One of our favorite family vacations was a multi-generational trip we took to Disney’s Aulani Resort and Spa on Oahu’s western shore, along the stunning, picturesque coastline of Ko Olina.
A Hawaiian vacation had always been my 83-year-old mother-in-law’s dream, and so our family of nine worked together to make that dream a reality.
As freelance writers, we have the opportunity to write for hundreds of publications out there that are looking for fresh stories. And the exciting part is that one trip can land you multiple published articles. From this vacation to Oahu, I was able to sell the story of our vacation four times. Here are three tips on how to make this happen.
1. Start with your anchor story
Even before taking this trip, a well-known grand-parenting magazine I queried was interested in the story. So, I already had one solid assignment under my belt: my anchor story. I knew the focus of the story and what information and photos that I’d need to complete the article. As writers become more experienced, it becomes easier to obtain even more than one story assignment prior to a trip. The old adage that “practice makes perfect” really applies here.
2. Change the angle of your story
Fortunately, each travel destination brings with it a multitude of story opportunities. My angle for the grand-parenting magazine was the shared joys of multi-generational travel.
A variation of this article—published by a travel agency specializing in Disney family vacations—focused on the unique touches that make Aulani and Oahu a perfect choice for a vacation. The new angle focused on the benefits of a Disney-oriented vacation and the cultural aspect of the resort that embodies Hawaii’s unique history and authentic spirit of aloha.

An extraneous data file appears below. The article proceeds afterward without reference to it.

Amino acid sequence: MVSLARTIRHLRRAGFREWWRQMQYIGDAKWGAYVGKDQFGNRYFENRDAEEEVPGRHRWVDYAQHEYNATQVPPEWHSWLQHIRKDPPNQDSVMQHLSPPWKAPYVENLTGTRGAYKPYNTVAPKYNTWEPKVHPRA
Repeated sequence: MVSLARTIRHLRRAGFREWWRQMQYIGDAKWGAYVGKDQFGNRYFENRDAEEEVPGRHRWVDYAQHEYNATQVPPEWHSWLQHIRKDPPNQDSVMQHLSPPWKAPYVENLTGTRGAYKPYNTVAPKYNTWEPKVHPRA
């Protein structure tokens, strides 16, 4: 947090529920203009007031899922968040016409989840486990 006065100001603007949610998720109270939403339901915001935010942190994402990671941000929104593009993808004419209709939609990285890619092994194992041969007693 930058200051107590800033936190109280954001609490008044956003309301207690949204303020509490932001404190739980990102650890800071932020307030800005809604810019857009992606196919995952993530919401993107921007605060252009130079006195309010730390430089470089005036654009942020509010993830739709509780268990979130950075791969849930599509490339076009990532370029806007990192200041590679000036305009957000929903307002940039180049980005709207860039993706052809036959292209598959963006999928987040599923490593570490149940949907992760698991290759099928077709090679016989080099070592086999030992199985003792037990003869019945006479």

Though the destination itself is not the story in this case, multiple related stories can come from one destination. As writers, we just have to explore the various angles.
3. Write your story to match the publication
Once writers determine the angle of their story, the next step is to find a publication that’s a good match.
An online magazine that focuses on traveling with children published my story on why the island of Oahu is the perfect destination for families with kids.
In another travel magazine I was able to include this resort vacation as part of a fun round-up story covering perfect spring-break family destinations.
And it doesn’t have to stop there. I can choose completely different topics to focus on, covering things like Oahu’s military history, its scuba diving opportunities and unique hiking adventures, and a multitude of other activities we enjoyed on Oahu.
Selling multiple story ideas about a single trip makes perfect sense. As travel writers our goal is to get paid to write. With good research on finding exciting ideas editors will love, writers can develop unique story angles and match them with publications that are a great fit.
One destination equaled four stories in this case, but really, the possibilities are endless.
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